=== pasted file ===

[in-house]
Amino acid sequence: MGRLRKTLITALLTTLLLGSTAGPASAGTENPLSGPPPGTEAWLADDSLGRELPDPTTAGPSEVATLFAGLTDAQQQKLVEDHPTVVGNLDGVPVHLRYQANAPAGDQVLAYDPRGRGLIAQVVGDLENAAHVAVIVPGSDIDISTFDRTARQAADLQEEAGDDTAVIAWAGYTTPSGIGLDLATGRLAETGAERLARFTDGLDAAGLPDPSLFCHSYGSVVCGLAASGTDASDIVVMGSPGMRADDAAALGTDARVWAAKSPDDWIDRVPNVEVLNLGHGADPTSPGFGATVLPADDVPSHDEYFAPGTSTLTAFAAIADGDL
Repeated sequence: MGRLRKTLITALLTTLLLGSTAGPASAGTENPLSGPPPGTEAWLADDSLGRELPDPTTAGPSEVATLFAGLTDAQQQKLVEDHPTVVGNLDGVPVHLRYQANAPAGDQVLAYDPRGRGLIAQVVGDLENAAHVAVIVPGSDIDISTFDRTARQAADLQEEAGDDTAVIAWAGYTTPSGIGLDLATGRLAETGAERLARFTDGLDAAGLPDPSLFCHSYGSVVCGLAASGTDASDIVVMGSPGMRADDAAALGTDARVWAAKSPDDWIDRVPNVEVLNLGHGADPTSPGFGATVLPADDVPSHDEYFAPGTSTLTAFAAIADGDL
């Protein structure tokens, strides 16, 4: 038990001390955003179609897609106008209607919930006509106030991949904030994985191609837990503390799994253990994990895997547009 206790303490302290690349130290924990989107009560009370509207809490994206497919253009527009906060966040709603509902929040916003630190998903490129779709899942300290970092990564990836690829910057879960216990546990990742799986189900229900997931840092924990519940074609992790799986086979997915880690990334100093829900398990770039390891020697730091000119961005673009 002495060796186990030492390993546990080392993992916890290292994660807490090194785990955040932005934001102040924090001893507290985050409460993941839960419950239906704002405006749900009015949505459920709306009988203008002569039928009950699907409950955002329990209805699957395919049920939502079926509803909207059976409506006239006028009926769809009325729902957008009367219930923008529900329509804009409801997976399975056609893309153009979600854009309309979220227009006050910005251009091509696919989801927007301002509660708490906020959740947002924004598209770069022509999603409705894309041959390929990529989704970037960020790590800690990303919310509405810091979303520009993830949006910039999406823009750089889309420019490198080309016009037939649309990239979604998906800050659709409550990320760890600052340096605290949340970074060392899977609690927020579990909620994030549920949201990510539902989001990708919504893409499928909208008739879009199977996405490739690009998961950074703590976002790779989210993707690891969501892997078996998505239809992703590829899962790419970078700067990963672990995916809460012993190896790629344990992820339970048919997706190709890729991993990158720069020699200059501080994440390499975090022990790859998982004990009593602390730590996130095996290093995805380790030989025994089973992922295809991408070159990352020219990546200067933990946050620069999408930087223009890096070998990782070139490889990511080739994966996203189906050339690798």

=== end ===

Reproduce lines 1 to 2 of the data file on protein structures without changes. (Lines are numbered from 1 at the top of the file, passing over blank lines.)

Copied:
[in-house]
Amino acid sequence: MGRLRKTLITALLTTLLLGSTAGPASAGTENPLSGPPPGTEAWLADDSLGRELPDPTTAGPSEVATLFAGLTDAQQQKLVEDHPTVVGNLDGVPVHLRYQANAPAGDQVLAYDPRGRGLIAQVVGDLENAAHVAVIVPGSDIDISTFDRTARQAADLQEEAGDDTAVIAWAGYTTPSGIGLDLATGRLAETGAERLARFTDGLDAAGLPDPSLFCHSYGSVVCGLAASGTDASDIVVMGSPGMRADDAAALGTDARVWAAKSPDDWIDRVPNVEVLNLGHGADPTSPGFGATVLPADDVPSHDEYFAPGTSTLTAFAAIADGDL